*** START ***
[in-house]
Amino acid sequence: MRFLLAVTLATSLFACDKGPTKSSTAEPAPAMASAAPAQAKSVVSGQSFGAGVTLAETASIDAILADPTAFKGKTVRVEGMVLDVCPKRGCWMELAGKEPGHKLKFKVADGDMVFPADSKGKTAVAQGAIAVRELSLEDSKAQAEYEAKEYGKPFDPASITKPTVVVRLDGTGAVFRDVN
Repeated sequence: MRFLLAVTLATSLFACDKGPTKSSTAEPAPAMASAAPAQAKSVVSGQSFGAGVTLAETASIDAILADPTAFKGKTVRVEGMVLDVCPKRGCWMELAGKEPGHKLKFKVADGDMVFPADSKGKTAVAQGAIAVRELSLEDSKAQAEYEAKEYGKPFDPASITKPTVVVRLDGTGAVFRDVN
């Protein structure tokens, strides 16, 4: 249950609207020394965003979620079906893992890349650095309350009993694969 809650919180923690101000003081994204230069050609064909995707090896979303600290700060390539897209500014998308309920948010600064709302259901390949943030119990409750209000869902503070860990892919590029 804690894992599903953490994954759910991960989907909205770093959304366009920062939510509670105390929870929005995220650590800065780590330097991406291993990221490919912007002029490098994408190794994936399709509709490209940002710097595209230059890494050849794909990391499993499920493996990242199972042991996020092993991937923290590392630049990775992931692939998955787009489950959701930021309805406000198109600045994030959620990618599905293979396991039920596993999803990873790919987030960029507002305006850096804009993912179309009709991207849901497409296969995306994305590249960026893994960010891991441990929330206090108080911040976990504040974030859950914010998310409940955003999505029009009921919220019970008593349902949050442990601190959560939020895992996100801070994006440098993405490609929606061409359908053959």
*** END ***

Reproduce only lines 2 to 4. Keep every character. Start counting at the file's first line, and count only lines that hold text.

Amino acid sequence: MRFLLAVTLATSLFACDKGPTKSSTAEPAPAMASAAPAQAKSVVSGQSFGAGVTLAETASIDAILADPTAFKGKTVRVEGMVLDVCPKRGCWMELAGKEPGHKLKFKVADGDMVFPADSKGKTAVAQGAIAVRELSLEDSKAQAEYEAKEYGKPFDPASITKPTVVVRLDGTGAVFRDVN
Repeated sequence: MRFLLAVTLATSLFACDKGPTKSSTAEPAPAMASAAPAQAKSVVSGQSFGAGVTLAETASIDAILADPTAFKGKTVRVEGMVLDVCPKRGCWMELAGKEPGHKLKFKVADGDMVFPADSKGKTAVAQGAIAVRELSLEDSKAQAEYEAKEYGKPFDPASITKPTVVVRLDGTGAVFRDVN
């Protein structure tokens, strides 16, 4: 249950609207020394965003979620079906893992890349650095309350009993694969 809650919180923690101000003081994204230069050609064909995707090896979303600290700060390539897209500014998308309920948010600064709302259901390949943030119990409750209000869902503070860990892919590029 804690894992599903953490994954759910991960989907909205770093959304366009920062939510509670105390929870929005995220650590800065780590330097991406291993990221490919912007002029490098994408190794994936399709509709490209940002710097595209230059890494050849794909990391499993499920493996990242199972042991996020092993991937923290590392630049990775992931692939998955787009489950959701930021309805406000198109600045994030959620990618599905293979396991039920596993999803990873790919987030960029507002305006850096804009993912179309009709991207849901497409296969995306994305590249960026893994960010891991441990929330206090108080911040976990504040974030859950914010998310409940955003999505029009009921919220019970008593349902949050442990601190959560939020895992996100801070994006440098993405490609929606061409359908053959």